Readers with good memories may recall the decision of Mr Justice Warren (Patents Court, England and Wales) in Actavis v Novartis  EWHC 41 (Ch) (noted briefly by the IPKat here) concerning the validity of Novartis's European patent EP0948320 which claimed a sustained release formulation for fluvastatin, a drug intended to prevent heart attacks caused by high cholesterol. Fluvastatin, as the name suggests, was a statin, used to lower levels of LDL cholesterol in the body by affecting its synthesis in the liver.
"The upshot is that I would uphold the decision of the Judge. Unlike him, however, I do not think the case was finely balanced. Once the basis of the patent was proved illusory there was nothing left to save it."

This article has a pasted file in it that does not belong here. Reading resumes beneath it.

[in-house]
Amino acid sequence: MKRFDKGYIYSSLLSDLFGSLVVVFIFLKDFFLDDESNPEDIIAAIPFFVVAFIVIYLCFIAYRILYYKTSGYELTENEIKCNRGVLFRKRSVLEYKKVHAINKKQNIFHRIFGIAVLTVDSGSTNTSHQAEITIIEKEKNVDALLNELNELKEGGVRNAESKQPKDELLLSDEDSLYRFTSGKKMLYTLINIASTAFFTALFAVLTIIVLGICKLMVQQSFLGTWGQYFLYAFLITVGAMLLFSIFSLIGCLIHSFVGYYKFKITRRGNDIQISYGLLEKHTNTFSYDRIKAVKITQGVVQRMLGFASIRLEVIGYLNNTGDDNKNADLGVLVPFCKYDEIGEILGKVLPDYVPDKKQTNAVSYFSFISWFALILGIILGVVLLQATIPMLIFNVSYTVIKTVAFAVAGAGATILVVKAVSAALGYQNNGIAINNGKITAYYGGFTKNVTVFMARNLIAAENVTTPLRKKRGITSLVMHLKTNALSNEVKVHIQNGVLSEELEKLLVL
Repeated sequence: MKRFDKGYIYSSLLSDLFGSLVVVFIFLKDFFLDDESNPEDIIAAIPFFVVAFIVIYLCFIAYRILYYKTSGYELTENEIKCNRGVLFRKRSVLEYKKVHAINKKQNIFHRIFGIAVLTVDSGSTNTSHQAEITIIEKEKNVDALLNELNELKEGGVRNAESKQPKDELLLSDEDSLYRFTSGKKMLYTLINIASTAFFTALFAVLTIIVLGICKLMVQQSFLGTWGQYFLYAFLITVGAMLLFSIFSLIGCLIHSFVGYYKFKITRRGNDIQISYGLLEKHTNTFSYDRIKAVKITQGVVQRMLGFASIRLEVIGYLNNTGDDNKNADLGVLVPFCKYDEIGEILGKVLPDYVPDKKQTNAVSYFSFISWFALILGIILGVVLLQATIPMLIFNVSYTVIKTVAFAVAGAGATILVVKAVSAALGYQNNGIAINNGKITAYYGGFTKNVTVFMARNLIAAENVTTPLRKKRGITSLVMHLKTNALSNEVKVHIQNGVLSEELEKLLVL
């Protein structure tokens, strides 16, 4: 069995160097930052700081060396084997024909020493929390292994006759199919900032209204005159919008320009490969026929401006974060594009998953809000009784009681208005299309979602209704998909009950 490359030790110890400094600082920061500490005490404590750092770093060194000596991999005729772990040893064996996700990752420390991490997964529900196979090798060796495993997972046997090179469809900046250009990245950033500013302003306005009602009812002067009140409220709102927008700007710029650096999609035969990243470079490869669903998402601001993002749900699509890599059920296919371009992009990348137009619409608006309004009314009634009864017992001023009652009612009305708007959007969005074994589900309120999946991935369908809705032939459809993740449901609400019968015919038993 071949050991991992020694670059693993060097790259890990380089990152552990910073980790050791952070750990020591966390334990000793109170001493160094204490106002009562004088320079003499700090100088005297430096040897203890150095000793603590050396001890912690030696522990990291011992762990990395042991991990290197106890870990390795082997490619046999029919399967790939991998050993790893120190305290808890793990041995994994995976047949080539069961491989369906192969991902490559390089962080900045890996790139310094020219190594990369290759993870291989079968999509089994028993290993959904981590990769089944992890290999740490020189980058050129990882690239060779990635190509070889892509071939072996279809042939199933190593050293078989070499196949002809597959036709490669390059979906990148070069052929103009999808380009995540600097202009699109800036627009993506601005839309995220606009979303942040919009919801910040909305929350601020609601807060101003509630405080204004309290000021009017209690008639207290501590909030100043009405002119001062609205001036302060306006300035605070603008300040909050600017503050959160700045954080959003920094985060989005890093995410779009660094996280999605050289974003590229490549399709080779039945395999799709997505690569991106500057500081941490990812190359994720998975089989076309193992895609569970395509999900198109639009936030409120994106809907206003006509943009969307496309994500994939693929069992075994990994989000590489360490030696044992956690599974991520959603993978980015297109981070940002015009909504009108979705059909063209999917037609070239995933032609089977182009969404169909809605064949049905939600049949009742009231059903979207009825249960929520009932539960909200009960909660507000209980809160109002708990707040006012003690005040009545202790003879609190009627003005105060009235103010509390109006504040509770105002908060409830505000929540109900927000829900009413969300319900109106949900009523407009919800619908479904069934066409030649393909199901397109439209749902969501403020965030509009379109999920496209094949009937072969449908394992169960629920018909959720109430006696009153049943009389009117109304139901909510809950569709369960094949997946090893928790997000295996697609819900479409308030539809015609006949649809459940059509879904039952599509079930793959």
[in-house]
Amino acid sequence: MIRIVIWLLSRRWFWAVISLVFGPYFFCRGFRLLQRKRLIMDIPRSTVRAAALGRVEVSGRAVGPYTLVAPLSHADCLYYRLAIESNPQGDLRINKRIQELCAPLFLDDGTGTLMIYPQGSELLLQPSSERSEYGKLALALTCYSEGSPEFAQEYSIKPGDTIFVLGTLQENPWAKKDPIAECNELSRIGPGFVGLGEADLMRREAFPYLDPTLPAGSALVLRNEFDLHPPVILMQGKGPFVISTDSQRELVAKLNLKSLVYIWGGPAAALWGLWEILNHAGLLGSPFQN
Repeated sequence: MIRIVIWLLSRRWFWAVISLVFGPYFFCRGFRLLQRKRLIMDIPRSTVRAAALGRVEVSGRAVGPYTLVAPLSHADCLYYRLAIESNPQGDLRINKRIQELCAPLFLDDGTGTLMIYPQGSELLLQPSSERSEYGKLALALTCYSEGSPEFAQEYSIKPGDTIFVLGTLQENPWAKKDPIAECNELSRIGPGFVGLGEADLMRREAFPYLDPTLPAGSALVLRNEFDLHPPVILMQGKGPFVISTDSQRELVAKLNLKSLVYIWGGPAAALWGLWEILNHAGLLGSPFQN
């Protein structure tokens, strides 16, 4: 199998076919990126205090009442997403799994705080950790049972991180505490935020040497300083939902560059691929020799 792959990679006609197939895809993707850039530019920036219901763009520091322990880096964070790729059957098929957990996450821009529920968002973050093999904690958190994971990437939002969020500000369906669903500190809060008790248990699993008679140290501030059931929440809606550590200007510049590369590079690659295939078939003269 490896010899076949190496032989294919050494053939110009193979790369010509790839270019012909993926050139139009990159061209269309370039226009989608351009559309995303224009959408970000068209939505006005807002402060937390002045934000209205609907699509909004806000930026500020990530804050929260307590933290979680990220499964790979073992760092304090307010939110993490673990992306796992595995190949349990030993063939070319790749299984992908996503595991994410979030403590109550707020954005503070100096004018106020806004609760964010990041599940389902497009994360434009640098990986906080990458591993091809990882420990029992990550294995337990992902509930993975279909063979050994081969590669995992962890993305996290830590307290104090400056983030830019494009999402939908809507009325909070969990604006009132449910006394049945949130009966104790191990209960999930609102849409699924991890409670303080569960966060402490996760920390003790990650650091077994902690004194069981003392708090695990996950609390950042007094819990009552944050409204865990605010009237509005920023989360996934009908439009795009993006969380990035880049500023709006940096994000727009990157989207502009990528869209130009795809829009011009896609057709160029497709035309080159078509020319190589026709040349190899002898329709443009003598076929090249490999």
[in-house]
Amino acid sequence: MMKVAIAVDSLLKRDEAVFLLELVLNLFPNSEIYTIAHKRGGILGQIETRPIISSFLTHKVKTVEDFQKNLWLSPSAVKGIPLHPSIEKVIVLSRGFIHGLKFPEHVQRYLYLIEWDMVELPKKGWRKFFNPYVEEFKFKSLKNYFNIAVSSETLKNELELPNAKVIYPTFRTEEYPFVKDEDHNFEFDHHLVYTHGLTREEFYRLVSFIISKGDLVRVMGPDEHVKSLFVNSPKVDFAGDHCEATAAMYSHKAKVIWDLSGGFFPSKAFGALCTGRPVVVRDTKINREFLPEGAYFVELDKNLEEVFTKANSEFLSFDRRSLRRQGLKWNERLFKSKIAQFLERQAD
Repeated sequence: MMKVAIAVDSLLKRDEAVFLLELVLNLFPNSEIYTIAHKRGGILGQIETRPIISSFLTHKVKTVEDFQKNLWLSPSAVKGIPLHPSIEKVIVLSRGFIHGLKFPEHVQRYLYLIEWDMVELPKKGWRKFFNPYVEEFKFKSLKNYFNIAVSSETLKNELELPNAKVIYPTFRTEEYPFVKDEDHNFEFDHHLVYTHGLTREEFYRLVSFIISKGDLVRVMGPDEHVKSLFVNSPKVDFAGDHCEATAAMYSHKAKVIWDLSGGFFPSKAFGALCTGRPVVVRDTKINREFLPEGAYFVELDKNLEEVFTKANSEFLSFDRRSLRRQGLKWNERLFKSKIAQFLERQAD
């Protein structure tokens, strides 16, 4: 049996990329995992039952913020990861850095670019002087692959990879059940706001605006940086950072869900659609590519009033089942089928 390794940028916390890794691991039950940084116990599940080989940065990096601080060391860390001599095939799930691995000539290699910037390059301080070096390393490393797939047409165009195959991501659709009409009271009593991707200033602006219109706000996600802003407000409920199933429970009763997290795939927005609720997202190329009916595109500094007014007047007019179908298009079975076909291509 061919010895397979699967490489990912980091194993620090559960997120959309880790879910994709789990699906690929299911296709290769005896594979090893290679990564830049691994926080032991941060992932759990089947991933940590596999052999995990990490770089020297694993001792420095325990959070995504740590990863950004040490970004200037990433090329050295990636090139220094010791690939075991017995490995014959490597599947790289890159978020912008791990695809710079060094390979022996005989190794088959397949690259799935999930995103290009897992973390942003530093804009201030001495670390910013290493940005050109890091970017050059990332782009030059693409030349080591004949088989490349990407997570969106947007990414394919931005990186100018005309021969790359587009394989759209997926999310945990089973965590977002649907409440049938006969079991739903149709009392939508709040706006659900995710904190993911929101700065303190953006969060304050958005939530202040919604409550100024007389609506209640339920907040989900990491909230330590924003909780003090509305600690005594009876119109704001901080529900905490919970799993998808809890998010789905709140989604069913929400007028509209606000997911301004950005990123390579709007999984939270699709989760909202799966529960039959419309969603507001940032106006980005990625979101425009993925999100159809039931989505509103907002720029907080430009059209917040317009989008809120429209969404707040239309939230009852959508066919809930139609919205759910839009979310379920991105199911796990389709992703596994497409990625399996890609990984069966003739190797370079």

"I have to say I do not think that the two-bite approach [Merpel says, which are the two bites?] is actually a convenient way to deal with obviousness. It is, after all, a multi-factorial assessment. The thing to do is to identify all the relevant factors, orientate oneself à la Pozzoli and then decide whether the invention is obvious".Says the IPKat, Pozzoli is a great case for big Kats, being possibly the first occasion on which Lions in the Path were linked with Paper Tigers in the same piece of judicial analysis.